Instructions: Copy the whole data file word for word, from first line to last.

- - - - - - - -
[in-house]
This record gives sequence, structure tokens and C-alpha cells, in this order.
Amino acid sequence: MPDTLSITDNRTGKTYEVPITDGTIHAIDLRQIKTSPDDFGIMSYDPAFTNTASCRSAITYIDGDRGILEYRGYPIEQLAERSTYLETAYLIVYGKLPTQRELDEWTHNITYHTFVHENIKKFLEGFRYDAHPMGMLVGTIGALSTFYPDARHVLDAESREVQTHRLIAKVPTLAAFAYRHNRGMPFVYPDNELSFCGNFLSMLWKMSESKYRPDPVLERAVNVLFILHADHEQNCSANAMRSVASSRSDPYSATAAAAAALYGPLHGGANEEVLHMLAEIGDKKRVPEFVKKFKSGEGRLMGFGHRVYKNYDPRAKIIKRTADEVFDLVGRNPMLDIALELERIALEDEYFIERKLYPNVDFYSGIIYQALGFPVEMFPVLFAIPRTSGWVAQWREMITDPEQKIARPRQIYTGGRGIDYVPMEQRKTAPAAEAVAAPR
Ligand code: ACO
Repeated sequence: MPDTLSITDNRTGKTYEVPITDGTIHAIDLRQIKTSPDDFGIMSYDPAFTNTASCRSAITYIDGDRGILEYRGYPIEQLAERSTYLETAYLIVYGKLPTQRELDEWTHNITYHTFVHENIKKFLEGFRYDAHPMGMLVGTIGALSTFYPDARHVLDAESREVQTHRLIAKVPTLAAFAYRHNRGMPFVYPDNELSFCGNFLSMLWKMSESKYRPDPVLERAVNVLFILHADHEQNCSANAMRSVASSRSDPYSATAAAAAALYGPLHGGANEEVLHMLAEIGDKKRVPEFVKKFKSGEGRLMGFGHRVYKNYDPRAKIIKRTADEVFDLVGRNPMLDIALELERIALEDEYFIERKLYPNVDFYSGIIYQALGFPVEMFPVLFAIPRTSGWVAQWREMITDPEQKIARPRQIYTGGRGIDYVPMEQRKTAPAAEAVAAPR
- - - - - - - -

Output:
[in-house]
This record gives sequence, structure tokens and C-alpha cells, in this order.
Amino acid sequence: MPDTLSITDNRTGKTYEVPITDGTIHAIDLRQIKTSPDDFGIMSYDPAFTNTASCRSAITYIDGDRGILEYRGYPIEQLAERSTYLETAYLIVYGKLPTQRELDEWTHNITYHTFVHENIKKFLEGFRYDAHPMGMLVGTIGALSTFYPDARHVLDAESREVQTHRLIAKVPTLAAFAYRHNRGMPFVYPDNELSFCGNFLSMLWKMSESKYRPDPVLERAVNVLFILHADHEQNCSANAMRSVASSRSDPYSATAAAAAALYGPLHGGANEEVLHMLAEIGDKKRVPEFVKKFKSGEGRLMGFGHRVYKNYDPRAKIIKRTADEVFDLVGRNPMLDIALELERIALEDEYFIERKLYPNVDFYSGIIYQALGFPVEMFPVLFAIPRTSGWVAQWREMITDPEQKIARPRQIYTGGRGIDYVPMEQRKTAPAAEAVAAPR
Ligand code: ACO
Repeated sequence: MPDTLSITDNRTGKTYEVPITDGTIHAIDLRQIKTSPDDFGIMSYDPAFTNTASCRSAITYIDGDRGILEYRGYPIEQLAERSTYLETAYLIVYGKLPTQRELDEWTHNITYHTFVHENIKKFLEGFRYDAHPMGMLVGTIGALSTFYPDARHVLDAESREVQTHRLIAKVPTLAAFAYRHNRGMPFVYPDNELSFCGNFLSMLWKMSESKYRPDPVLERAVNVLFILHADHEQNCSANAMRSVASSRSDPYSATAAAAAALYGPLHGGANEEVLHMLAEIGDKKRVPEFVKKFKSGEGRLMGFGHRVYKNYDPRAKIIKRTADEVFDLVGRNPMLDIALELERIALEDEYFIERKLYPNVDFYSGIIYQALGFPVEMFPVLFAIPRTSGWVAQWREMITDPEQKIARPRQIYTGGRGIDYVPMEQRKTAPAAEAVAAPR